What is your name and your current occupation?
Nicolas Lozac’h, freelance animator
What are some of the crazier jobs you had before getting into animation?
Sports/fitness equipment & clothing vendor
What are some of your favorite projects you’re proud to have been a part of?
Blood Bowl, the video game : I’ve always been a fan of Warhammer 40K and GamesWorkshop in general, so working on one of their games for a first professional experience is something I won’t forget.Â Brand New Old school : a personal project I did to prove wrong the director of the 3D major at my school who said I wouldn’t be capable to do a 3D breakdancing animation. It isn’t the b est worked I’ve done, but it was the first project I did to improve my animation skills.
I’ve been playing video games since the age of 3, so working in the video game/animation industry has always something I wanted to do.Â
Where are you from and how did you get into the animation business?
I’m from France but lived 5 years in Canada until the age of 12. My friends say I’m more North American than French.
I first got into the animation business by drawing attention on my animation skills through a personal project and then through other several school projects. After that, one of my teachers offered me an internship in the video game company he was working in and I accepted.
What’s a typical day like for you with regards to your job?
When on a contract, I usually start work around 9:00-9:30AM on site and go home after spending 8 hours of so working (not including lunch break). But that can change according to the workload or if the team is in “rush mode”.Â First thing i do is checking if any news concerning the project have been posted, then my to do list. I either get right at it if I feel the inspiration flowing through me. If not, I spend a couple of minutes to find video references to get some ideas, it’s better spending time on Youtube in hopes of finding something rather than banging my head on the desk, this either allows me to find what I’m looking for or see stuff that could be useful for other animations. Once all the ideas come into place, I start animating and usually start with the quicker/easiest ones in order to save time for the harder/longer animations.[video src="http://www.animationinsider.com/wp-content/uploads/2011/06/ninja.mp4" /]
What part of your job do you like best? Why?
What I like most about my job is being able to be creative and face a new challenge with each animation I have to create.
I originally don’t have what you can call an artistic background, so when I discover this hidden talent of mine as I go on with my work it feels me up with pride, especially when people like what I do.
What part of your job do you like least? Why?
Not getting it right the first time and not finding right away what’s wrong with my work. Having to ask someone if why I did looks good or not when I have doubts.
What is the most difficult part for you about being in the business?
Being young and what some companies would consider “not experienced enough”. This is something I feel a lot when looking for a new job, the only job offers out there are senior positions and seeing that many senior positions out there it makes me wonder : “Where are all the mid-level guys ? Don’t they get to become seniors ? Who is going to replace them if no juniors are given the chance to prove themselves and learn ?”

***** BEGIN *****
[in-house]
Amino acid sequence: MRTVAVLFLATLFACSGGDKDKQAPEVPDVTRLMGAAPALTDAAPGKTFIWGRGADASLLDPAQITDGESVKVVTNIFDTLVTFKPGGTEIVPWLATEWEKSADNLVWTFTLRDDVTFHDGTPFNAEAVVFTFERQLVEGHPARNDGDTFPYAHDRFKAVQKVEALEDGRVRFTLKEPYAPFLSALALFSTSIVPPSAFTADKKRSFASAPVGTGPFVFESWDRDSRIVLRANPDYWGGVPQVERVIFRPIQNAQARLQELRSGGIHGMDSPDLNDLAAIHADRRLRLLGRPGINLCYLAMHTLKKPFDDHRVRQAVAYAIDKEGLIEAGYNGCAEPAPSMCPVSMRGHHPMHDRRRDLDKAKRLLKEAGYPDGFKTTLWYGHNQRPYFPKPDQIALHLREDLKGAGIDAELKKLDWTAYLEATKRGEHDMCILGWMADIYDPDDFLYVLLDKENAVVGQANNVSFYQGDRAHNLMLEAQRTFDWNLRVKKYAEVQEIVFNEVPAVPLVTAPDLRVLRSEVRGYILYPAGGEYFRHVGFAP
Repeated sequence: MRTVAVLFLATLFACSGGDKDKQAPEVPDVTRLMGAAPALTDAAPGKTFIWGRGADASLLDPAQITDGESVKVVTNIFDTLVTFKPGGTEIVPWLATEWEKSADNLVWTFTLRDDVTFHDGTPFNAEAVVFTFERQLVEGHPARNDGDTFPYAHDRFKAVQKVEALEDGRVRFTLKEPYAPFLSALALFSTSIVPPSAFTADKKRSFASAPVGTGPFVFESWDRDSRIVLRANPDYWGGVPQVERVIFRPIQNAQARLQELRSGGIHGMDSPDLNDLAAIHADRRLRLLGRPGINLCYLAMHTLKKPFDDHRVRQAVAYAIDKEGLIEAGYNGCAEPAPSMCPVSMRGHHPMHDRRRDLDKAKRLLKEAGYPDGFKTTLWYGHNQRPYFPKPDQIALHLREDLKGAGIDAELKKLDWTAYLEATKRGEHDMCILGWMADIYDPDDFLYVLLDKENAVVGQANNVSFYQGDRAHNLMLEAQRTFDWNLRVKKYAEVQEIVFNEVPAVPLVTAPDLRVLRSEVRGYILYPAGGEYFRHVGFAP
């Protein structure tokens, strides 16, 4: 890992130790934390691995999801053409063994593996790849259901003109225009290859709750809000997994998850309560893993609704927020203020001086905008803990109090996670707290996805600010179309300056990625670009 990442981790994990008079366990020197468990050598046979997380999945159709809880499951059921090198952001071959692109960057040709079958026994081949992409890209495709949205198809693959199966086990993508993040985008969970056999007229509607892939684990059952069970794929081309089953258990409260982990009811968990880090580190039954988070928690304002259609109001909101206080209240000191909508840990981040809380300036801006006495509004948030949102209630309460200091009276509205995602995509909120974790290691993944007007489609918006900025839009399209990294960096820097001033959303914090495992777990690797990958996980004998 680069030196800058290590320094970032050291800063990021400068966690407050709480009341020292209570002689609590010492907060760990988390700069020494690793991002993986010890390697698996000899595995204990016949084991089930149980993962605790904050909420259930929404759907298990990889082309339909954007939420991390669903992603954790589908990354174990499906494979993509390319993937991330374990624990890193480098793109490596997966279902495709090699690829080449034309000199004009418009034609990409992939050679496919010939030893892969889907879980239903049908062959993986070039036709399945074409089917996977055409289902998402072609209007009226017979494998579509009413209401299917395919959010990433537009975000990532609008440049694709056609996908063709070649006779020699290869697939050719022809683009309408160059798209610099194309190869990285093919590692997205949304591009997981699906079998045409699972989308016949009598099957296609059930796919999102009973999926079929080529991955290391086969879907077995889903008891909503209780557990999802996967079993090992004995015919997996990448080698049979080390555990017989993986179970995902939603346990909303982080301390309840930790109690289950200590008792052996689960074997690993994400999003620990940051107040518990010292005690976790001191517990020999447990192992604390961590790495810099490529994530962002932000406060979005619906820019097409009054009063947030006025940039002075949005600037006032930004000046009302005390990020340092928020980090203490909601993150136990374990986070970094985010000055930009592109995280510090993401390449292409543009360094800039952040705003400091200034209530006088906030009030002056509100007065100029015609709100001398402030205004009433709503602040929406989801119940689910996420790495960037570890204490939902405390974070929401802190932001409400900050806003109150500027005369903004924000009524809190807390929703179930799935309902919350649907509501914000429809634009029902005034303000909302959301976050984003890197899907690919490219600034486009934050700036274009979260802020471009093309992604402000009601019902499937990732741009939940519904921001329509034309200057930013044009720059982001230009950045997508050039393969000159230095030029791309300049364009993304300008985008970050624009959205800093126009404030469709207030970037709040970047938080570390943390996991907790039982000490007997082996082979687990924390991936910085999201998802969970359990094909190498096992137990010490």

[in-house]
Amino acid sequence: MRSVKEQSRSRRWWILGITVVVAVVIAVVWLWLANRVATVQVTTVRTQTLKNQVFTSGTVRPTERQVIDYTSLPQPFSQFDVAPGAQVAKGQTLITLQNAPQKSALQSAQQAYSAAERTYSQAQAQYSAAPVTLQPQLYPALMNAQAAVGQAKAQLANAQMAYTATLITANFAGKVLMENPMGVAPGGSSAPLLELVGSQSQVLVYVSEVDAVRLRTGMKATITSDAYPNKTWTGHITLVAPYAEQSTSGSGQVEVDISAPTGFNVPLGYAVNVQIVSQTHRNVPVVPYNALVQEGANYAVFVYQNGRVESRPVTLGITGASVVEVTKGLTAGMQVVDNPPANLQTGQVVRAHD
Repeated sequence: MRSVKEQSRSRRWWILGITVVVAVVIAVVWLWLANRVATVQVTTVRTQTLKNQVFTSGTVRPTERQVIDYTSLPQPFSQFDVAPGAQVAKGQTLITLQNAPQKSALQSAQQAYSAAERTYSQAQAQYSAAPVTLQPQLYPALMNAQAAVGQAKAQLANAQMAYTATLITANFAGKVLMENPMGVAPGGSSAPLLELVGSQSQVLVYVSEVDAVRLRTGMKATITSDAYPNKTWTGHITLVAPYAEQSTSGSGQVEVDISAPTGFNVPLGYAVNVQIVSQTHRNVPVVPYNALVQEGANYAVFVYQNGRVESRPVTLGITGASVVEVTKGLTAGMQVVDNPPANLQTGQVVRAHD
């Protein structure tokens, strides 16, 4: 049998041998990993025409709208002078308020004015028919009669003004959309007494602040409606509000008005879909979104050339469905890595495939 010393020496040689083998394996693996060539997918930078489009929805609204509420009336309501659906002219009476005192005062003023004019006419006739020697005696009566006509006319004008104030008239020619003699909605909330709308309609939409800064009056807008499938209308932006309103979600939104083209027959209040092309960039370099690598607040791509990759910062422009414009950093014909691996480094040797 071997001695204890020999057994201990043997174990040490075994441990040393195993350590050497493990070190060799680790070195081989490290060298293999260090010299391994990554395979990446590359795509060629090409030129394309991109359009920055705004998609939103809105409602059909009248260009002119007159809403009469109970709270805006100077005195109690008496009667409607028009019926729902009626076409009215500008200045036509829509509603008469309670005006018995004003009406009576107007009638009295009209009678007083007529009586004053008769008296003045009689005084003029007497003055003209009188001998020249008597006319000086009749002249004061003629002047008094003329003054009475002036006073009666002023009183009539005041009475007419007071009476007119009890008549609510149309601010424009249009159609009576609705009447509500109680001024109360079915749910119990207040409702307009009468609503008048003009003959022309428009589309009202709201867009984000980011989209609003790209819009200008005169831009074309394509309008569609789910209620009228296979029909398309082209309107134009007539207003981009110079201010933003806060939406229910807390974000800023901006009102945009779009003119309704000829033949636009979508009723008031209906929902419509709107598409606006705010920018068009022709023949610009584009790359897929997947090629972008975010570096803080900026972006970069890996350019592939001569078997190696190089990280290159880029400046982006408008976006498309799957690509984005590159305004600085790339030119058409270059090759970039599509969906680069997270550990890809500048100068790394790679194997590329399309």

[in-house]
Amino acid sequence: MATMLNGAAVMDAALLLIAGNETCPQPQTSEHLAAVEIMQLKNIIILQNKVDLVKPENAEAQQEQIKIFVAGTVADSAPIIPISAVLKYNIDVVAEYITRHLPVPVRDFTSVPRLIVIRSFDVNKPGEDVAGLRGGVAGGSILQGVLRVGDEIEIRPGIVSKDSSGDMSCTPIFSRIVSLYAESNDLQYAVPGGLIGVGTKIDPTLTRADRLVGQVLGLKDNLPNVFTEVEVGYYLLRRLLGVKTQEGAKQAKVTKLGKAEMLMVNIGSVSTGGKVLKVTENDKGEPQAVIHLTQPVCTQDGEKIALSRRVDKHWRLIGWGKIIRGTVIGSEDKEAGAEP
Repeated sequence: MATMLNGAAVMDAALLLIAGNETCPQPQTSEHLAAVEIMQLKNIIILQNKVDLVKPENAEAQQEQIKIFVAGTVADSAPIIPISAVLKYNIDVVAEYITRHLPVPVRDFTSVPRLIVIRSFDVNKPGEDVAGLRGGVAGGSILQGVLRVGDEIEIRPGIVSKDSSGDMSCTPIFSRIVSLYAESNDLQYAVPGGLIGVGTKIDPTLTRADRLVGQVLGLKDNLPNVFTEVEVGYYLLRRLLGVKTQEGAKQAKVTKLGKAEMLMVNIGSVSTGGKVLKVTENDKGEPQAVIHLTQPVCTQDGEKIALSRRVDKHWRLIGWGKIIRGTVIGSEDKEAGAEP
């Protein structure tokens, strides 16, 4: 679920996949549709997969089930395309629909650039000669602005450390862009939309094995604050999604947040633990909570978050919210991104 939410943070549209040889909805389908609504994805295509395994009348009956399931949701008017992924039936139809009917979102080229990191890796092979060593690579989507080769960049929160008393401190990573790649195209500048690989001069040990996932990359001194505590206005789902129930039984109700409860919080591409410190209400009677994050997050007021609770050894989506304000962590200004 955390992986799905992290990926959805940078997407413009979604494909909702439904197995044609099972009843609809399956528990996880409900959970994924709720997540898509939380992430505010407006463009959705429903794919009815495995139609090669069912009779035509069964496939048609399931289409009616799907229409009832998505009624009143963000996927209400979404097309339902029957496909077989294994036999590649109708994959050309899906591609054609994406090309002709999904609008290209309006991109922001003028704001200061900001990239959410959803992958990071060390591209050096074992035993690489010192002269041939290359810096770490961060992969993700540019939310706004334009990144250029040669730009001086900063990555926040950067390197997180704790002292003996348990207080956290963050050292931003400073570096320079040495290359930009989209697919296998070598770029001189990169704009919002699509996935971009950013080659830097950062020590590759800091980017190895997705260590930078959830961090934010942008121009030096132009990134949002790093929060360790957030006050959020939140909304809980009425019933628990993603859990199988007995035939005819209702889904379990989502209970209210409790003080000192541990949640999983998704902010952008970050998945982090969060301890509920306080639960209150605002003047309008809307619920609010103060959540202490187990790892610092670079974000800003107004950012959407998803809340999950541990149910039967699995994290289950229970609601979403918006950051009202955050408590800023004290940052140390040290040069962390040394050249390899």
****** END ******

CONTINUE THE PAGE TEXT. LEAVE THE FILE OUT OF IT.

What kind of technology do you work with on a daily basis?
3DS Max, but currently learning Maya by myself.
In your travels, have you had any brushes with animation greatness?
I’ve unfortunately haven’t traveled abroad for professional purposes. I’ve had the opportunity to speak with American McGee on the phone, through the interviewing process I had for a possible long term contract as an animator in his company. But I preferred to go for what was supposed to be an assistant lead animator position with my former employer but wasn’t… HUGE mistake, I’ll hate myself for a long time because of that.Â During my first contact as a freelance animator, I met and with for the co-founder of Rackham Entertainment, Jean Bey. He was a very demanding but honest person with a sense of professionalism and business ethic similar to mine. Plus we both liked the same things so working with him on a day to day basis was great and would happily work for/with him again.
Describe a tough situation you had in life.
Any unusual talents or hobbiesÂ likeÂ tying a cherry stem with your tongueÂ orÂ metalurgy?
No unusual talents. Does being a violent sports practitioner count ?
Is there any advice you can give for an aspiring animation student or artist trying to break into the business?
Practice makes perfect, that’s for sure ! Being a big sports jock, I was able to overcome my lack of artistic sense, compared to some of my classmates who were “naturally” talented, with a good sense of observation allowing me to replicate realistic movements in my work and being one of the only students of my class to be at ease with 3D animation. So for those of you who don’t have that natural talent or who simply had parents, like mine, who didn’t give them the opportunity to explore/express their artistic sense, don’t give up! There’s always a way to compensate or get involved. Last but not least, ignore the haters ! Those who criticize or don’t take you seriously because you’re interested in a domain that seems all fun and easy don’t know what they’re talking about. In the end, you’re the one who’ll be doing something you’re passionate about and not just an everyday boring job.